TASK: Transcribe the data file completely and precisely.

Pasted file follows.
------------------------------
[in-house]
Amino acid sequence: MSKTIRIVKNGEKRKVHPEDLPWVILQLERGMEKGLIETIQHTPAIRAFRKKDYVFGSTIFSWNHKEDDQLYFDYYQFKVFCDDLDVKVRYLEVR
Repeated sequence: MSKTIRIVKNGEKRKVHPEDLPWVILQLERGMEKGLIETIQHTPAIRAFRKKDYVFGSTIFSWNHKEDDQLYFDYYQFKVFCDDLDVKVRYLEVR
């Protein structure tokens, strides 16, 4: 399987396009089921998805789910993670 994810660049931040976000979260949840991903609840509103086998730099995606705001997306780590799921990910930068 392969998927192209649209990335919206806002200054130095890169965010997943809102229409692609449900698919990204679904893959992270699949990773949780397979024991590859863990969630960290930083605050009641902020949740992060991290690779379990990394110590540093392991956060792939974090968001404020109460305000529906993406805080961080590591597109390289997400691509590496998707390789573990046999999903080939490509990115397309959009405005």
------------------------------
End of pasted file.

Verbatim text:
[in-house]
Amino acid sequence: MSKTIRIVKNGEKRKVHPEDLPWVILQLERGMEKGLIETIQHTPAIRAFRKKDYVFGSTIFSWNHKEDDQLYFDYYQFKVFCDDLDVKVRYLEVR
Repeated sequence: MSKTIRIVKNGEKRKVHPEDLPWVILQLERGMEKGLIETIQHTPAIRAFRKKDYVFGSTIFSWNHKEDDQLYFDYYQFKVFCDDLDVKVRYLEVR
């Protein structure tokens, strides 16, 4: 399987396009089921998805789910993670 994810660049931040976000979260949840991903609840509103086998730099995606705001997306780590799921990910930068 392969998927192209649209990335919206806002200054130095890169965010997943809102229409692609449900698919990204679904893959992270699949990773949780397979024991590859863990969630960290930083605050009641902020949740992060991290690779379990990394110590540093392991956060792939974090968001404020109460305000529906993406805080961080590591597109390289997400691509590496998707390789573990046999999903080939490509990115397309959009405005």